Pressure Cooker Black-Eyed Peas. Looking for good luck in the New Year? A pressure cooker prepares black-eyed peas in less than an hour.
Black-eyed peas are a Southern tradition on New Year’s Day. (If you want to be sure you’re getting all the luck the South can offer, eat them with collard greens and cornbread.)
Am I from the South? No, I’m a Midwestern boy, with Polish side of the family that believes in Pork and Sauerkraut for luck in the New Year. I’ve never had the nerve to mash the Southern and Polish New Years Day dinners together - greens and beans and pork and sauerkraut seems like a bit too much all at once.
That’s why I’m glad Black-eyed peas are also a soul food classic and a common barbecue side dish. I don’t have to wait for New Year’s Day to have a pot of these beans.
- Dried Black-Eyed Peas
- Smoked Ham Hock
See recipe card for quantities.
Black-eyed peas and Black-eyed beans are the same thing - a subspecies of cow beans.
You can skip the onion and garlic - but I really like the extra flavor they add to the recipe.
For a vegetarian version of the recipe, skip the ham hock.
If you can't find the ham hock, substitute 4 ounces of hickory smoked bacon. I dice it up and crisp it up, then set it aside and use the bacon fat instead of the vegetable oil for sautéing the onions.
A 6-quart pressure cooker. Pressure cooker dried beans are one of the reasons I became a pressure cooker convert. Try them - you’ll never go back to canned beans. (OK, maybe you will, for convenience - but see the Storage section for tips on make ahead freezer beans.)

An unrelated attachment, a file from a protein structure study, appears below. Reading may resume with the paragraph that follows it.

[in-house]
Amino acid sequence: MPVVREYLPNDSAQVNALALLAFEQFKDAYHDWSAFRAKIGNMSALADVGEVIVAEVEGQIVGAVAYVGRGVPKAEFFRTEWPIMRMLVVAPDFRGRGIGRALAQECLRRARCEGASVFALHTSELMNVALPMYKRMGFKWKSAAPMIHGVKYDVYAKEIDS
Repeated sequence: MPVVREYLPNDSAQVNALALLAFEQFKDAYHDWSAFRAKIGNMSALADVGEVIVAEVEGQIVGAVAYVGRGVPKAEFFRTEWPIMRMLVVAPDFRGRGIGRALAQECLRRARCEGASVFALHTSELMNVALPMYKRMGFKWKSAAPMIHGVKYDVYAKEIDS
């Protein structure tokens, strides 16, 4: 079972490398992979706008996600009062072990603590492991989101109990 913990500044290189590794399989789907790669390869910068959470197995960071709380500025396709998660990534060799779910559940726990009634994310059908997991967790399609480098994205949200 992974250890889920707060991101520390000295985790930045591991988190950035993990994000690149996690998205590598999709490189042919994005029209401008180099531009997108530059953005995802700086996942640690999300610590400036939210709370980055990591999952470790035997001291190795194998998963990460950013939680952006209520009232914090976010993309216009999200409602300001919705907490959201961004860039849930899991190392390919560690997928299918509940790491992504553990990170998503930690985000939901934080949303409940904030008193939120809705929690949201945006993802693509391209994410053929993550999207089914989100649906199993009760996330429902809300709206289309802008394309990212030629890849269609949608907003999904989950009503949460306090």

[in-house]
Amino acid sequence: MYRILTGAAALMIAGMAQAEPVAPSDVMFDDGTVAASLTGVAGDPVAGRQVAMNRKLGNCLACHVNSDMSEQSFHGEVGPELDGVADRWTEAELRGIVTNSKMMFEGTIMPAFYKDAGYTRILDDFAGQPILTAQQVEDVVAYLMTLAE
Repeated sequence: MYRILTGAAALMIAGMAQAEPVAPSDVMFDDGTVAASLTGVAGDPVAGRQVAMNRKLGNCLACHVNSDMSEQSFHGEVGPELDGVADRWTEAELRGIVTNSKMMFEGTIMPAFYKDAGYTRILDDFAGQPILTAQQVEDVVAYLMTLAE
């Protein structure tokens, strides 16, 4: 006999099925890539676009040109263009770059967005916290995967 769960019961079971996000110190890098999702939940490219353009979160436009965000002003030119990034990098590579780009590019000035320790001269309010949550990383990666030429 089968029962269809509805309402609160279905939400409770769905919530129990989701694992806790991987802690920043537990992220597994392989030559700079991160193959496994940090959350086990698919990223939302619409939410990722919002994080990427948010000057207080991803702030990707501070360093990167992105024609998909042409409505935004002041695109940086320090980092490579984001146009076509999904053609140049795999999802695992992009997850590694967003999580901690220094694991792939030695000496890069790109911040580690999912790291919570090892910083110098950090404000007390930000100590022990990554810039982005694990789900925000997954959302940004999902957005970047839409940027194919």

This recipe scales down easily - cut everything in half if you don’t need as many beans, or have a 3-quart pressure cooker. Scaling up runs into space issues; if you have an 8-quart pressure cooker, you can double this recipe, but it’s too much to fit in a 6-quart pressure cooker.
🤨 Soaking Black-Eyed Peas?
I get the “to soak or not to soak?” question all the the time. I don’t soak black-eyed peas. They cook in 15 minutes under pressure - soaking them seems like a waste of time when they cook so quickly.
Black-eyed peas are an agricultural product, and like other beans, stuff tends to creep in when they are processed. Dried beans should always be sorted and rinsed before using, to get rid of any twigs, stones, clumps of dirt, or broken beans.
To sort the black-eyed peas, I pour them out on one side of a rimmed baking sheet (a half-sheet pan), to keep the peas from escaping. Then I slowly run my fingers through the pile of peas, pulling them towards me on the sheet. I watch the peas as they move, looking for anything that doesn't seem right. If I see something, I poke around in the peas until I find what caught my eye, and discard it. I repeat this a couple of times, until I'm satisfied everything is out of the peas.
Then I dump the peas into a fine mesh strainer and rinse them under cold running water, to wash off any dirt or dust.
Now the black-eyed peas are sorted, rinsed, and ready for soaking or cooking.
💡Tips and Tricks
- Salt your bean water! “Salt toughens beans” is a myth. Salting before cooking helps season the beans all the way through as they cook.